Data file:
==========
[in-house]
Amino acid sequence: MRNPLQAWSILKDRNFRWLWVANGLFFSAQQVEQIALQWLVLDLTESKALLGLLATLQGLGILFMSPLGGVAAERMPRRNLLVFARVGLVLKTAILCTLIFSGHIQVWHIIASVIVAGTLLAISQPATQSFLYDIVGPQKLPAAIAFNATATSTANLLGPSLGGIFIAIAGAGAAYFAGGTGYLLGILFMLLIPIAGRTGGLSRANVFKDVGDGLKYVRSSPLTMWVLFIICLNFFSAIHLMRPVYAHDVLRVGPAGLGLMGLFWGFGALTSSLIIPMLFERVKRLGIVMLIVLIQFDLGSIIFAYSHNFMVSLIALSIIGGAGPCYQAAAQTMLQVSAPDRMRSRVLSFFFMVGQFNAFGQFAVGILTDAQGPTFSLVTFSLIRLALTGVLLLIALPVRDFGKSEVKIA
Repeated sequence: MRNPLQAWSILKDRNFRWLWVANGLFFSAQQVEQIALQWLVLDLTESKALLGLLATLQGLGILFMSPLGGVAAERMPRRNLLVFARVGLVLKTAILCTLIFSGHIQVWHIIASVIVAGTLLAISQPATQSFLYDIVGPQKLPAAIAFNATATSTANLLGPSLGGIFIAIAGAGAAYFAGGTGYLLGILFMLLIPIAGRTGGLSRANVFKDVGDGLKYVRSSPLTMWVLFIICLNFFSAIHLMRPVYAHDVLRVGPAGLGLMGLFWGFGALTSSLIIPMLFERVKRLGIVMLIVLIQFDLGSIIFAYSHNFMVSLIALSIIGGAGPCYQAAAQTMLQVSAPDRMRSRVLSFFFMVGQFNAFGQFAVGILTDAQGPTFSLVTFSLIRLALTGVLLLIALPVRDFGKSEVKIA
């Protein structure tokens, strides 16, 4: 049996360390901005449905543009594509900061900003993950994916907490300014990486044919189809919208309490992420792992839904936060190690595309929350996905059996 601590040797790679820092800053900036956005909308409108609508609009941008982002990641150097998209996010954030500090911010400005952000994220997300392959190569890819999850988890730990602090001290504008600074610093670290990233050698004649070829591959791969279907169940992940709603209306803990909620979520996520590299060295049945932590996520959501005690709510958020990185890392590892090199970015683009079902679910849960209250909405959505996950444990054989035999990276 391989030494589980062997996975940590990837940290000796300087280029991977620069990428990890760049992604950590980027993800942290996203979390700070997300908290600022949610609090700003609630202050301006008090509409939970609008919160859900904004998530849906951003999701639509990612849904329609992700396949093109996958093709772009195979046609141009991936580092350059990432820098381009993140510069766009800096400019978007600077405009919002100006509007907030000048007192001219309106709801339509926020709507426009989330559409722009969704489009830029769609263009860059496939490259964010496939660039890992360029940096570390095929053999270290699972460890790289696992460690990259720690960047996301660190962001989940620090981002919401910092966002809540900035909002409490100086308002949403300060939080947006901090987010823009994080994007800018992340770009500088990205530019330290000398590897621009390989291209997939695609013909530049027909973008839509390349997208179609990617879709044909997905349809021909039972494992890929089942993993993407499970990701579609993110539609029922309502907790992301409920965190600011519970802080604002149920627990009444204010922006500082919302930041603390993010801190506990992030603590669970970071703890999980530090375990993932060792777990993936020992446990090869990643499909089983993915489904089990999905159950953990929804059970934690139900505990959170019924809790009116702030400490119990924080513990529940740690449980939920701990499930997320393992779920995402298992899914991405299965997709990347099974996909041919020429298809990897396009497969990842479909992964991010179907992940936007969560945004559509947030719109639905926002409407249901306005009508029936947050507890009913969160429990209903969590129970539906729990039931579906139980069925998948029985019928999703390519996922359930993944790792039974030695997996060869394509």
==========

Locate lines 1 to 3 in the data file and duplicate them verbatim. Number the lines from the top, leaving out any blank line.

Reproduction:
[in-house]
Amino acid sequence: MRNPLQAWSILKDRNFRWLWVANGLFFSAQQVEQIALQWLVLDLTESKALLGLLATLQGLGILFMSPLGGVAAERMPRRNLLVFARVGLVLKTAILCTLIFSGHIQVWHIIASVIVAGTLLAISQPATQSFLYDIVGPQKLPAAIAFNATATSTANLLGPSLGGIFIAIAGAGAAYFAGGTGYLLGILFMLLIPIAGRTGGLSRANVFKDVGDGLKYVRSSPLTMWVLFIICLNFFSAIHLMRPVYAHDVLRVGPAGLGLMGLFWGFGALTSSLIIPMLFERVKRLGIVMLIVLIQFDLGSIIFAYSHNFMVSLIALSIIGGAGPCYQAAAQTMLQVSAPDRMRSRVLSFFFMVGQFNAFGQFAVGILTDAQGPTFSLVTFSLIRLALTGVLLLIALPVRDFGKSEVKIA
Repeated sequence: MRNPLQAWSILKDRNFRWLWVANGLFFSAQQVEQIALQWLVLDLTESKALLGLLATLQGLGILFMSPLGGVAAERMPRRNLLVFARVGLVLKTAILCTLIFSGHIQVWHIIASVIVAGTLLAISQPATQSFLYDIVGPQKLPAAIAFNATATSTANLLGPSLGGIFIAIAGAGAAYFAGGTGYLLGILFMLLIPIAGRTGGLSRANVFKDVGDGLKYVRSSPLTMWVLFIICLNFFSAIHLMRPVYAHDVLRVGPAGLGLMGLFWGFGALTSSLIIPMLFERVKRLGIVMLIVLIQFDLGSIIFAYSHNFMVSLIALSIIGGAGPCYQAAAQTMLQVSAPDRMRSRVLSFFFMVGQFNAFGQFAVGILTDAQGPTFSLVTFSLIRLALTGVLLLIALPVRDFGKSEVKIA